On this episode of LIVE! Ralph Kern joins Scott and Join to talk about his writing career.
Ralph is the author of two science fiction novels, Endeavor and Erebus and recently a short story, Steel Eyes. Ralph shares his writing process, his experience on indie and small press publishing and how he got started. Also, he talks about his influences, goals he had starting out and what's in store for him throughout the rest of 2016.
For more information on Ralph's books, check out his Amazon Author Page: http://amzn.to/1SoUxvr
You can follow him on Facebook here: http://bit.ly/1WhGT1T
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Be sure you check out our website: www.keystrokemedium.com for more information on the show and upcoming episodes and author interviews.
Only by mastering exposition will the next superstar of fiction rise to the top of the New York Times Bestseller list. Combined with narrative summary, this powerful tool can’t be beat.
Josh and Scott discuss some things they have learned about exposition and narrative summary, including the differences between the two.
In the book, Self-Editing for Fiction Writers, by Renni Browne and Dave King, there is the important admonition to write using immediate scenes. Browne and King also discuss the fact that the much maligned technique of narrative summary is necessary in some cases. Josh and Scott agree, and expound meaningfully on the best way to use all three tools.
Does every writer love writing immediate scenes? The world might be a better place if they did, but either way, the craft of fiction is complex and nothing can be excluded so long as a good story is told.
Write a good story, that is the bottom line according to Josh and Scott at Keystroke Medium.
Writing a novel is easy, right?
Maybe...yeah...not so much. Having the correct tools can really take the misery out of the process. With a good word processor -- or for total writing geeks, Scrivner -- means the difference between writing the next bestseller and getting lost in the details of a full length novel.
Josh and Scott discuss which tools work best for them, and convince Scott that changing between Scrivener, Word, and Google Docs three times a week is not a good idea. On the up side, this argument allows them to discuss the pros and cons of each.
Also on the agenda are Story Shop, Dragon Naturally Speaking, and Google Voice Typing. Photoshop gets an honorable mention for being the number one distraction tool for up and coming writers.
Scott and Josh discuss some of the differences in main plot and subplot. How to effectively create a subplot that matters to the story. Whether or not to include main characters or secondary characters in the subplots. As an added bonus, Scott discovers one of the deadly pitfalls of “panster” or “organic” writing. For the first thirty years of his career, he was very much what George R. R. Martin called a gardener: he wrote with inspiration, imagination, and to the devil with those annoying outlines.
As Josh delves into the basics of plot, Scott realizes the danger of “just going for it.” Josh throws him a lifeline and the struggle for creative brilliance moves forward with the unstoppable power of a bestselling novel.
But wait that’s not all!
James A Bray, the executive producer of the Start Trek Anthology Fan Film Project joins us again to talk about plotting his fan film series.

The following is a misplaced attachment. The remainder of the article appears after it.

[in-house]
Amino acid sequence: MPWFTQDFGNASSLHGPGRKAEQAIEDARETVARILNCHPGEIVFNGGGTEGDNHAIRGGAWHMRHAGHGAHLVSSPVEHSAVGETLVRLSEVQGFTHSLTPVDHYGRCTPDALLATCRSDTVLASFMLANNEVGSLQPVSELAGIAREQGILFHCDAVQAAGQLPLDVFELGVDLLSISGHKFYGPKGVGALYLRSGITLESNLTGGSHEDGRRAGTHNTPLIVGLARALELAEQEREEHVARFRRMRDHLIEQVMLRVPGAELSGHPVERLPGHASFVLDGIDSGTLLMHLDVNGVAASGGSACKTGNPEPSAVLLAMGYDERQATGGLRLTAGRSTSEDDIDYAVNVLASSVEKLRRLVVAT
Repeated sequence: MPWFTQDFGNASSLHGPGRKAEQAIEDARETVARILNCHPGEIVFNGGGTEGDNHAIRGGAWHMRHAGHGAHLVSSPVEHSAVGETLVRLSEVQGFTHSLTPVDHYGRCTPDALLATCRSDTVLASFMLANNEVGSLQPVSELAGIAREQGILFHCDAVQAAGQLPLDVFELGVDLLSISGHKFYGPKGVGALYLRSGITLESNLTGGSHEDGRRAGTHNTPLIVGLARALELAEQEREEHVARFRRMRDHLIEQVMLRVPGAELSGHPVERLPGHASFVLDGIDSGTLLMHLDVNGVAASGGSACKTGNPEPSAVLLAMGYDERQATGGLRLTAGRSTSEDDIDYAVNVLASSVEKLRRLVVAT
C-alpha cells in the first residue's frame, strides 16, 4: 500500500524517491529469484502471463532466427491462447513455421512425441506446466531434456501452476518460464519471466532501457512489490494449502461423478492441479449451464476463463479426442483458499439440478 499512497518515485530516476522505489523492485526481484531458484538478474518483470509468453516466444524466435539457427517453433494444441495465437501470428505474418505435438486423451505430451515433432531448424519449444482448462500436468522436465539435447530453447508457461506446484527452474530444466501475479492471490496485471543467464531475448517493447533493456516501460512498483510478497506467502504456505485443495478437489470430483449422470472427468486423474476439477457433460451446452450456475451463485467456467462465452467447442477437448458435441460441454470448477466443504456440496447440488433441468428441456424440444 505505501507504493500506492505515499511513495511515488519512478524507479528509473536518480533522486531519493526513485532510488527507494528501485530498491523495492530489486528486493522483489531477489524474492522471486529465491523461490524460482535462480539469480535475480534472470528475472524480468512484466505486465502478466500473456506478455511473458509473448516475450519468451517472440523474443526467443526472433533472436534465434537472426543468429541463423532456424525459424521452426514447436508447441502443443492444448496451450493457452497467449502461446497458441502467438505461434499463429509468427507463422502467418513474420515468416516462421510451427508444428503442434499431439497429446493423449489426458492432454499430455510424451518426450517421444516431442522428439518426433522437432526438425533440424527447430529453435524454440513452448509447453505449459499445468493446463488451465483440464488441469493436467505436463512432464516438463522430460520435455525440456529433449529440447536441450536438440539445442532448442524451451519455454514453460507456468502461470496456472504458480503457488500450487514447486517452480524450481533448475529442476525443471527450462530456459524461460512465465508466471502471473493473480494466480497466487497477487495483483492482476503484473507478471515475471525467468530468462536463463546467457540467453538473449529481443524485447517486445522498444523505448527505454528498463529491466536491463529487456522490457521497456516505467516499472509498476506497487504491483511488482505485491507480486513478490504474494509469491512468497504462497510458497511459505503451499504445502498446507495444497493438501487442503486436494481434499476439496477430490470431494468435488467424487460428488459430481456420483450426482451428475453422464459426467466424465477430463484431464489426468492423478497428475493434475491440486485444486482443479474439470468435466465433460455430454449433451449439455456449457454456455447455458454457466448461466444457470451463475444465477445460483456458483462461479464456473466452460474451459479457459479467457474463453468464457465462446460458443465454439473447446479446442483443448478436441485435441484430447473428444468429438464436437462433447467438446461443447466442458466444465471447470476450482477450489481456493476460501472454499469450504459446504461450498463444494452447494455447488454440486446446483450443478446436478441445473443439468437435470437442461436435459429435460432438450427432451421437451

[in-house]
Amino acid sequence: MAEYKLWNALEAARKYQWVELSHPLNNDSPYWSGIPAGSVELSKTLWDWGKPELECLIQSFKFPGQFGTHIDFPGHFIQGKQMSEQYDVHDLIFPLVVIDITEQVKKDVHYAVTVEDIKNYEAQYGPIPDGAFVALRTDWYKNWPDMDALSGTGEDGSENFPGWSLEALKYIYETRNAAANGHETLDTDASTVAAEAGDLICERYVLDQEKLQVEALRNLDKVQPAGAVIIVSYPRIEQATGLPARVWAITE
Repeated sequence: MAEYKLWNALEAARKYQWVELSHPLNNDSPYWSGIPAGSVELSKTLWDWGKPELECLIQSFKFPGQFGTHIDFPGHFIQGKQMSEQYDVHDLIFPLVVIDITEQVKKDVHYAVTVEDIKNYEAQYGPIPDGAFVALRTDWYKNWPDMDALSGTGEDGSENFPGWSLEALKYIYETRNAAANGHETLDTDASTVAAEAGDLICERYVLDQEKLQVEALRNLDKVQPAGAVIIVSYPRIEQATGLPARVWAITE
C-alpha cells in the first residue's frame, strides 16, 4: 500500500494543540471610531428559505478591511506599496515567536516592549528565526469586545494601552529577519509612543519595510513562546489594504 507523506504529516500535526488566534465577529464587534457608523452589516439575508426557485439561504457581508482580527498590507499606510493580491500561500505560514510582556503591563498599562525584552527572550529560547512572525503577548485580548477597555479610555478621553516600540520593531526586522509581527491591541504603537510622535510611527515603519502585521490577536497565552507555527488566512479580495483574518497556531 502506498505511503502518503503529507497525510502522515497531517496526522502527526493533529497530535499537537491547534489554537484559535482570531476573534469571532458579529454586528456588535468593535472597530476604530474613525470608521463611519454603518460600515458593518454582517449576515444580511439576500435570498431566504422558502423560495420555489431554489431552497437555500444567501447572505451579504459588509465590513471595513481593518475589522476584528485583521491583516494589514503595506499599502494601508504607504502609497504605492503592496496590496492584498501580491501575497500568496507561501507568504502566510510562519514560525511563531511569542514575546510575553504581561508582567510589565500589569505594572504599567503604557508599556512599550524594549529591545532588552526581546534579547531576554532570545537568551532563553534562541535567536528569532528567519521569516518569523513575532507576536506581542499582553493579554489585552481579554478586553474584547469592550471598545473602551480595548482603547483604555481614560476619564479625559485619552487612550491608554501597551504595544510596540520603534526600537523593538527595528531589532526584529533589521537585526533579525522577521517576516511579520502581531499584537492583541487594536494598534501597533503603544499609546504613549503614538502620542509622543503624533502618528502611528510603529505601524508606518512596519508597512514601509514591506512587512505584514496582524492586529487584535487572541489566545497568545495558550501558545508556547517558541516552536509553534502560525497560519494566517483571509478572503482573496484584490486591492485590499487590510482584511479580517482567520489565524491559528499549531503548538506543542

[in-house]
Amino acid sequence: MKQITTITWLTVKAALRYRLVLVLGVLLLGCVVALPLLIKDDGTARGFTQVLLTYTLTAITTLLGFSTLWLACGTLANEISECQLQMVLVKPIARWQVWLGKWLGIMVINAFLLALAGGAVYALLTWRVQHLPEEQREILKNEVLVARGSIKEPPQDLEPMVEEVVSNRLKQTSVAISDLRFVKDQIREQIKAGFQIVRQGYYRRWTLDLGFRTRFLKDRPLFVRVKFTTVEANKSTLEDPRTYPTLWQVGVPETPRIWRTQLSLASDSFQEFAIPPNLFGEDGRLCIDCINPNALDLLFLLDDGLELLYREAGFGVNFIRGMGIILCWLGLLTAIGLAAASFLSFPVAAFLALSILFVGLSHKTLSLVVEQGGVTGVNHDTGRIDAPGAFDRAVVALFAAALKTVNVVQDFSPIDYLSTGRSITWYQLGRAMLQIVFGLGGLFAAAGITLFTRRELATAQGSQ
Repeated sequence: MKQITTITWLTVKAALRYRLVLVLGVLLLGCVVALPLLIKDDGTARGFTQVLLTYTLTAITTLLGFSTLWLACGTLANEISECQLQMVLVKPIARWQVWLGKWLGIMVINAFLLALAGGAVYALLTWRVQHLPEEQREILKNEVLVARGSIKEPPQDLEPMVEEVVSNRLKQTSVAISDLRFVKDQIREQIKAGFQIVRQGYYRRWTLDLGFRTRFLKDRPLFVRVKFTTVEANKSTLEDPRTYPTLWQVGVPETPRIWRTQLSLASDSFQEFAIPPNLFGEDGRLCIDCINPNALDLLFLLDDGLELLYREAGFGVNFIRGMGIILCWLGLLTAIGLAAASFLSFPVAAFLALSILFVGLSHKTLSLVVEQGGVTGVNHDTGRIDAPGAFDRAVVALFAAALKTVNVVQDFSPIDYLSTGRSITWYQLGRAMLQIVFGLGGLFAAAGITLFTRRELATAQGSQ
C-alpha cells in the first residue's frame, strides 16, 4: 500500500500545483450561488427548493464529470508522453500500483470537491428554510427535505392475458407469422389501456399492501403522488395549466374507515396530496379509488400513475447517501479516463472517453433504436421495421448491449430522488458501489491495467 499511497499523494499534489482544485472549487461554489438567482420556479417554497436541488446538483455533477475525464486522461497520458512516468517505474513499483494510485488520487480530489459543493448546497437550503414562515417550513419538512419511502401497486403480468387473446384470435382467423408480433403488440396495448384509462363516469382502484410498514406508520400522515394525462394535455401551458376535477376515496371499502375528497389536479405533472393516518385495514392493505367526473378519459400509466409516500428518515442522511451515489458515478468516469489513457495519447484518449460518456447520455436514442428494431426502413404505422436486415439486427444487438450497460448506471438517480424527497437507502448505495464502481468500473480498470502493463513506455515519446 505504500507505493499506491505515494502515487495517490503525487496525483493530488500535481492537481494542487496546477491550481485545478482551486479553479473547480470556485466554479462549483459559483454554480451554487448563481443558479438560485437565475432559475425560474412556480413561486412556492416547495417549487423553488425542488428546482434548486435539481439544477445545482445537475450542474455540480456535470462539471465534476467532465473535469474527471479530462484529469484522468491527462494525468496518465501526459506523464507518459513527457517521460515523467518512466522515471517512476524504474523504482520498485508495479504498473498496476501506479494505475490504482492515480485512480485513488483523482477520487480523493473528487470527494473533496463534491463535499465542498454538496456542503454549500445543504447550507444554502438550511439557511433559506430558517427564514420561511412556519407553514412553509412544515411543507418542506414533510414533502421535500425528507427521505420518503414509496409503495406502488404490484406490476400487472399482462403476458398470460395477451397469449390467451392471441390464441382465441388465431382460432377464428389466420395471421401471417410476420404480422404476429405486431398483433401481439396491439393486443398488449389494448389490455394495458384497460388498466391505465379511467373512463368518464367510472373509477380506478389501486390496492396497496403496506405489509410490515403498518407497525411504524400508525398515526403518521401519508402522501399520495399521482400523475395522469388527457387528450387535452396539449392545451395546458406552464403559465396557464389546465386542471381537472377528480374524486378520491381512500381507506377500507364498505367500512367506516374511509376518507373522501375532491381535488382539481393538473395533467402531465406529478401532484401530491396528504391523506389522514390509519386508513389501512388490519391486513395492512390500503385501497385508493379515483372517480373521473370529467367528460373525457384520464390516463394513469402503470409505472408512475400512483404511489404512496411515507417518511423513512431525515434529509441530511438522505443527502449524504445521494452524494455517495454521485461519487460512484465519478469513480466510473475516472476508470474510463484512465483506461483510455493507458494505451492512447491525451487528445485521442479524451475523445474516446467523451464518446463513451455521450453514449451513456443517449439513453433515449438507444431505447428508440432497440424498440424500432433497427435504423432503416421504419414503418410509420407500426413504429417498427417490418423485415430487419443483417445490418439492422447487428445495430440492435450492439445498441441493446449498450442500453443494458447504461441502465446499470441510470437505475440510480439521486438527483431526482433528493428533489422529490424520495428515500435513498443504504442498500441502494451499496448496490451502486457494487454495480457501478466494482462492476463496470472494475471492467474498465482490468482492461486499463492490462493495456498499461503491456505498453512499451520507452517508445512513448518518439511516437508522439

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Josh and Scott discuss the pros and cons of story beats, how they incorporate them into their own writing and examples on how other authors use them. We touch briefly on plotting and pantsing as well.
In today’s episode Scott and Josh talk about some recent self-publishing trends, serials vs completed novels, building your email list and driving through Texas...which isn’t nearly as fun as it sounds...
Scott was lucky enough to attend the 2016 Smarter Artist Summit hosted by Sterling and Stone (the Self-publishing Podcast). The two day event is hard to describe, given the time constraints of a single show. There were several amazing presentations on writing and the art of entrepreneurism needed to be a working, i.e. paid, author. Mostly there were a lot of interesting people going out of their way to help each other.
Unfortunately, Scott internet connection was none too great at his hotel over the weekend, so the first half of the show his output volume is low. About halfway through the episode, his phone overheated and then by some lucky celestial magic, his computer started working again!
Despite these demon’s of technical mayhew and ruckus, we persevered and finished the show! Enjoy!
Characters can make or break a story and despite being surrounded by millions of them every day, they seem to be one of the hardest elements of fiction to write. Do it write and that character will pull your audience through thick and thin. Do it wrong and they will close the book faster than you can say, ”But wait, you’re almost to the good part!”
In this episode of The Write Stuff, Scott and Josh tackle what makes a character good, what makes them great, and what makes them bad. The talk about their favorite characters from books they’ve read, discuss troupes in genre fiction and share their thoughts on the characters they like to write.
Due to some technical difficulties this week, Scotts audio is a tad muted, but don’t fret, he can still be heard and even though he’s quiet, he makes some pretty loud points.
Thanks for stopping and hope you enjoy this episode of The Write Stuff!
Life is an adventure. I read to expand my horizons and write because I must.